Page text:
More hunger, fewer children in school, and more conflicts around the world could come in the wake of the coronavirus pandemic, Prime Minister Erna Solberg (H) fears.
The gloomy prospects for the future will be a key issue when Norway, as an incoming member of the Security Council, participates in the UN General Assembly this week.
“With the coronavirus pandemic, the UN is facing its biggest global crisis ever,” Solberg said when she met the press on Tuesday, joined by Foreign Minister Ine Eriksen Søreide (H) and Minister of International Development Dag-Inge Ulstein (KrF).
For the first time in the UN’s 75-year history, the week will kick off digitally, and world leaders will be absent from New York.
“Not just a health crisis”
“It is important that we tackle the crisis not only as a health crisis but also as a global crisis that requires quite a lot of other things,” Solberg said.
Among other things, she points out to the fact that 500,000 seafarers are stranded around the world, which will have an effect on ship traffic in the future.
The consequences can be great for food supplies and international trade, especially for lower-income countries.
“We see that more (people) are back in absolute poverty. We may experience more hunger, conflict, and instability due to what is happening,” Solberg warned.
Warnings from the UN
Earlier this month, UN aid coordinator Mark Lowcock and UN political chief Rosemary DiCarlo issued the same warning.
Norway is also concerned that the pandemic could be used as an excuse to weaken human rights and democracy.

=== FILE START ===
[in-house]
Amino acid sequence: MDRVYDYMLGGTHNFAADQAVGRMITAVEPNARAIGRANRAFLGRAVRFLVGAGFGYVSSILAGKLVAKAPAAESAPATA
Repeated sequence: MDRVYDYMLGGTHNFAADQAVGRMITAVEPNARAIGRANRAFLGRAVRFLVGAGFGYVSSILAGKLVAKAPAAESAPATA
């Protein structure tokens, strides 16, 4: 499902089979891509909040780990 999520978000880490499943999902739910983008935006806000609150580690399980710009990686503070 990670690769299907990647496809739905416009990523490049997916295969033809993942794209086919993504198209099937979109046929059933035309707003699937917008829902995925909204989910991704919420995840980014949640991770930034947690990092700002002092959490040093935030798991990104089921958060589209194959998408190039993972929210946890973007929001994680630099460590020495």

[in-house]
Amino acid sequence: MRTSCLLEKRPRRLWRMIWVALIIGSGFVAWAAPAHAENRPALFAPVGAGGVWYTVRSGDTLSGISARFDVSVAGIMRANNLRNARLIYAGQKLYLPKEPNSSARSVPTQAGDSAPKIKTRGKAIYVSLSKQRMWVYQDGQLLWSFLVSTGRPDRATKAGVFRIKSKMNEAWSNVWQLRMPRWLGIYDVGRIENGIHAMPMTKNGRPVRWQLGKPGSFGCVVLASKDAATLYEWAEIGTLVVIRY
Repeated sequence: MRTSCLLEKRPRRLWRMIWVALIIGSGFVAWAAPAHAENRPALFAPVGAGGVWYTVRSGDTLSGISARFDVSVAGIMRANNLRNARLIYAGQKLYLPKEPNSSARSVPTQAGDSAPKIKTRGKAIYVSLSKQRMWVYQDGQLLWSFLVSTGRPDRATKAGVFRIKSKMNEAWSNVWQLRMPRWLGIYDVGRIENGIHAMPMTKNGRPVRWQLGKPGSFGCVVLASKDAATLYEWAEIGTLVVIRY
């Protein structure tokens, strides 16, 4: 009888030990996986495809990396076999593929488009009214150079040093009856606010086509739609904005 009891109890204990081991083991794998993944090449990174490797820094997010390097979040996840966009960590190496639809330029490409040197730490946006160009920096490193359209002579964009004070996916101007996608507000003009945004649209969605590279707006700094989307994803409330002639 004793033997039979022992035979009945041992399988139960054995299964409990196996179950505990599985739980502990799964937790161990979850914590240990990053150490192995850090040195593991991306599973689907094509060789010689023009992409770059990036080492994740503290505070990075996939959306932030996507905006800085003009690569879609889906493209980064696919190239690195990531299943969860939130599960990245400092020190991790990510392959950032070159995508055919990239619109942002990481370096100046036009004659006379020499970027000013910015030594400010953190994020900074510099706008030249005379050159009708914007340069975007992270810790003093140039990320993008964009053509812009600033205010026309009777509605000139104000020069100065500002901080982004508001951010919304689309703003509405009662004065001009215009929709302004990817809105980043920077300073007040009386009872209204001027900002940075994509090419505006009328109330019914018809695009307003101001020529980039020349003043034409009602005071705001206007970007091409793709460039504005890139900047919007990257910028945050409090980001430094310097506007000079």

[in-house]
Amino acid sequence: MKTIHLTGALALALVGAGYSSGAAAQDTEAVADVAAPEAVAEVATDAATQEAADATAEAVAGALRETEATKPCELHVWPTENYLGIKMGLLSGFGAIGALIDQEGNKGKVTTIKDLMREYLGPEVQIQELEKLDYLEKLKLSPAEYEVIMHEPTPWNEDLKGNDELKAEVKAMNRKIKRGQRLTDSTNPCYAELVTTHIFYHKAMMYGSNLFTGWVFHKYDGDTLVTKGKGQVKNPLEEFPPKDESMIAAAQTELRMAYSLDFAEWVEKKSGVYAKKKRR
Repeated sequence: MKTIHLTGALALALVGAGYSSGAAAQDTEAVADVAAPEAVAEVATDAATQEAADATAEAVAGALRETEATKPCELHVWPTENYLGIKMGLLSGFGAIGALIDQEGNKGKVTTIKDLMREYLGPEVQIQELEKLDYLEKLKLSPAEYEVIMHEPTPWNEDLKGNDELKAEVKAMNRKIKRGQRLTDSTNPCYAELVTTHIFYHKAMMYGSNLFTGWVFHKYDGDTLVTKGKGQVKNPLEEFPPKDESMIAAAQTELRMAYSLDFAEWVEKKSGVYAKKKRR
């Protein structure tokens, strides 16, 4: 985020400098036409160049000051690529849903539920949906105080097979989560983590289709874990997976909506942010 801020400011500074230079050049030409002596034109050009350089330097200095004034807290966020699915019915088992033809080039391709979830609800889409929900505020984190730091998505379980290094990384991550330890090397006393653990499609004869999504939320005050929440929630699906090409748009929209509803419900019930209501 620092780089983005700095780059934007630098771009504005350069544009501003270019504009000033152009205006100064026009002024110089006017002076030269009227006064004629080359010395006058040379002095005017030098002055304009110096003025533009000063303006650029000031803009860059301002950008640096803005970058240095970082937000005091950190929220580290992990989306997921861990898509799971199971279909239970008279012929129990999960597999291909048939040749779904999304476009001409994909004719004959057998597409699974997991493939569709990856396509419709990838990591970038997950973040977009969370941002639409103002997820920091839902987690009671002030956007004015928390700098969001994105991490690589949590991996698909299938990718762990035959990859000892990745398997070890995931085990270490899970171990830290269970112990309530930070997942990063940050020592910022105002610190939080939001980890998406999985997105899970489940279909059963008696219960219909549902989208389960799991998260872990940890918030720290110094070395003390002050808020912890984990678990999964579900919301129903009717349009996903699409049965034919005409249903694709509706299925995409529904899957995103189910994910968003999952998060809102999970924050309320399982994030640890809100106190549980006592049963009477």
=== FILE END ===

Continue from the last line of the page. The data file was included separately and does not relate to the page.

“Many states deliberately use the pandemic to curtail human rights. We also see that humanitarian crises are getting worse and worse in the wake of the pandemic,” Eriksen Søreide said.
As a UN Security Council member, one of Norway’s priorities will be to strengthen human rights and international legal order.
“The pandemic has made this an important issue,” the Norwegian Minister of Foreign Affairs added.
A crisis for women
Minister of International Development Dag-Inge Ulstein pointed out that the coronavirus situation is particularly hard on girls.
Among other things, child marriage and teenage pregnancies have skyrocketed.
“The reports we are now getting related to the situation girls are in are many times worse than in the early summer. It is very worrying,” Ulstein said.
Solberg believes the coronavirus pandemic is a crisis for gender equality.
“Girls are hit the hardest, both in terms of reproductive rights, education, and violence against women. The progress has taken a step back,” she stated.
An educational crisis
“We are facing the most significant disruption of education systems in the world in modern times.
We know that schooling is absolutely crucial for development, and this will be taken up in our talks at the UN,” Ulstein noted.
At the same time, he fears that the coronavirus pandemic will overshadow other significant health challenges, such as measles, tuberculosis, and malaria.
“The fact that the distribution of mosquito nets has not been carried out as planned will take many lives,” he concluded.
© NTB Scanpix / #Norway Today